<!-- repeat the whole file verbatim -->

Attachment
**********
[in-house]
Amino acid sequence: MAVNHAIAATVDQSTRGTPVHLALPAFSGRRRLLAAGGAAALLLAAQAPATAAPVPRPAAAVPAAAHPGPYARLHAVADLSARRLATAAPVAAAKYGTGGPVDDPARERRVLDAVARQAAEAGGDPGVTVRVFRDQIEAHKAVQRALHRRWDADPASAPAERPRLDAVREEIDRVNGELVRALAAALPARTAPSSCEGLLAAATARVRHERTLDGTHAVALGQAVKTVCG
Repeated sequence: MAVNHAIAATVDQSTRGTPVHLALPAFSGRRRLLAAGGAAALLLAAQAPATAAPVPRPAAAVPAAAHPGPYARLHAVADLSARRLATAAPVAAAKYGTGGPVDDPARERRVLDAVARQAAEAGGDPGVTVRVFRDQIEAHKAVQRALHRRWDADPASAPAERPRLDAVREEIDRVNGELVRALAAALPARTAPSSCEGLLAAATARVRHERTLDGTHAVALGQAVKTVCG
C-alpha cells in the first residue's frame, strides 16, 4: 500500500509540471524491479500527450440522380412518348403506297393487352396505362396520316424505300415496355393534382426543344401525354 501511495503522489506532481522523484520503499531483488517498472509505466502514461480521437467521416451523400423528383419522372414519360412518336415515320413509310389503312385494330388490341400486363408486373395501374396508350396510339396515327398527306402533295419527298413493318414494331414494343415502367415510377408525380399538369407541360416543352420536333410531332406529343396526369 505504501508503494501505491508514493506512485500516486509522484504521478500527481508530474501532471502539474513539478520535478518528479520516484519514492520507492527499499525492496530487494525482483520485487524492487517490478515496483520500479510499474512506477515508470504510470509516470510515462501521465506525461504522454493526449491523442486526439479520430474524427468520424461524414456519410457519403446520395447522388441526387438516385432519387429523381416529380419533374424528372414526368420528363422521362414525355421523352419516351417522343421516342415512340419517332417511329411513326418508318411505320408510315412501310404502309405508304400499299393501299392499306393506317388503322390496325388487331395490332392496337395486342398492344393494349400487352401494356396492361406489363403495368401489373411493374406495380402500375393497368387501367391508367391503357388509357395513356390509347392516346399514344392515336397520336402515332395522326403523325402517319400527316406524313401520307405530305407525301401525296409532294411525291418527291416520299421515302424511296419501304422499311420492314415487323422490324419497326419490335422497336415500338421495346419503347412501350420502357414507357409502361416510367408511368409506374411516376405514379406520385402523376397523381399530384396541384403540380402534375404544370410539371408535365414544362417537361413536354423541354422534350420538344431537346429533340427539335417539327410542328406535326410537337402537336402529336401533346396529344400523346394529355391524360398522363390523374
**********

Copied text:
[in-house]
Amino acid sequence: MAVNHAIAATVDQSTRGTPVHLALPAFSGRRRLLAAGGAAALLLAAQAPATAAPVPRPAAAVPAAAHPGPYARLHAVADLSARRLATAAPVAAAKYGTGGPVDDPARERRVLDAVARQAAEAGGDPGVTVRVFRDQIEAHKAVQRALHRRWDADPASAPAERPRLDAVREEIDRVNGELVRALAAALPARTAPSSCEGLLAAATARVRHERTLDGTHAVALGQAVKTVCG
Repeated sequence: MAVNHAIAATVDQSTRGTPVHLALPAFSGRRRLLAAGGAAALLLAAQAPATAAPVPRPAAAVPAAAHPGPYARLHAVADLSARRLATAAPVAAAKYGTGGPVDDPARERRVLDAVARQAAEAGGDPGVTVRVFRDQIEAHKAVQRALHRRWDADPASAPAERPRLDAVREEIDRVNGELVRALAAALPARTAPSSCEGLLAAATARVRHERTLDGTHAVALGQAVKTVCG
C-alpha cells in the first residue's frame, strides 16, 4: 500500500509540471524491479500527450440522380412518348403506297393487352396505362396520316424505300415496355393534382426543344401525354 501511495503522489506532481522523484520503499531483488517498472509505466502514461480521437467521416451523400423528383419522372414519360412518336415515320413509310389503312385494330388490341400486363408486373395501374396508350396510339396515327398527306402533295419527298413493318414494331414494343415502367415510377408525380399538369407541360416543352420536333410531332406529343396526369 505504501508503494501505491508514493506512485500516486509522484504521478500527481508530474501532471502539474513539478520535478518528479520516484519514492520507492527499499525492496530487494525482483520485487524492487517490478515496483520500479510499474512506477515508470504510470509516470510515462501521465506525461504522454493526449491523442486526439479520430474524427468520424461524414456519410457519403446520395447522388441526387438516385432519387429523381416529380419533374424528372414526368420528363422521362414525355421523352419516351417522343421516342415512340419517332417511329411513326418508318411505320408510315412501310404502309405508304400499299393501299392499306393506317388503322390496325388487331395490332392496337395486342398492344393494349400487352401494356396492361406489363403495368401489373411493374406495380402500375393497368387501367391508367391503357388509357395513356390509347392516346399514344392515336397520336402515332395522326403523325402517319400527316406524313401520307405530305407525301401525296409532294411525291418527291416520299421515302424511296419501304422499311420492314415487323422490324419497326419490335422497336415500338421495346419503347412501350420502357414507357409502361416510367408511368409506374411516376405514379406520385402523376397523381399530384396541384403540380402534375404544370410539371408535365414544362417537361413536354423541354422534350420538344431537346429533340427539335417539327410542328406535326410537337402537336402529336401533346396529344400523346394529355391524360398522363390523374